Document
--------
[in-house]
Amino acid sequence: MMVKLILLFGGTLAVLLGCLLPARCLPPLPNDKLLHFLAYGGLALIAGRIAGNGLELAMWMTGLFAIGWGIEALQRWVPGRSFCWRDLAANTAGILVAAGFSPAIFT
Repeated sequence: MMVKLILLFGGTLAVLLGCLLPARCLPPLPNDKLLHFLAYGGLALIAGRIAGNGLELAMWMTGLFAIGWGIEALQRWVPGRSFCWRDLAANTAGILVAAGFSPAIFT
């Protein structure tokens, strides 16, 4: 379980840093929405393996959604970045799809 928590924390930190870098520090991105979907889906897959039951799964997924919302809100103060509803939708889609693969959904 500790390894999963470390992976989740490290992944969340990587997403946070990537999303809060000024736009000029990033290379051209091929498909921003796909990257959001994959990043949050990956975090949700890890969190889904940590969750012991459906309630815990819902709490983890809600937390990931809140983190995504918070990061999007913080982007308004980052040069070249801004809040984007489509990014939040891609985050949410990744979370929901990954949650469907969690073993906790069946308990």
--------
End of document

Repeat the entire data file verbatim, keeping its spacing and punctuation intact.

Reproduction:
[in-house]
Amino acid sequence: MMVKLILLFGGTLAVLLGCLLPARCLPPLPNDKLLHFLAYGGLALIAGRIAGNGLELAMWMTGLFAIGWGIEALQRWVPGRSFCWRDLAANTAGILVAAGFSPAIFT
Repeated sequence: MMVKLILLFGGTLAVLLGCLLPARCLPPLPNDKLLHFLAYGGLALIAGRIAGNGLELAMWMTGLFAIGWGIEALQRWVPGRSFCWRDLAANTAGILVAAGFSPAIFT
């Protein structure tokens, strides 16, 4: 379980840093929405393996959604970045799809 928590924390930190870098520090991105979907889906897959039951799964997924919302809100103060509803939708889609693969959904 500790390894999963470390992976989740490290992944969340990587997403946070990537999303809060000024736009000029990033290379051209091929498909921003796909990257959001994959990043949050990956975090949700890890969190889904940590969750012991459906309630815990819902709490983890809600937390990931809140983190995504918070990061999007913080982007308004980052040069070249801004809040984007489509990014939040891609985050949410990744979370929901990954949650469907969690073993906790069946308990």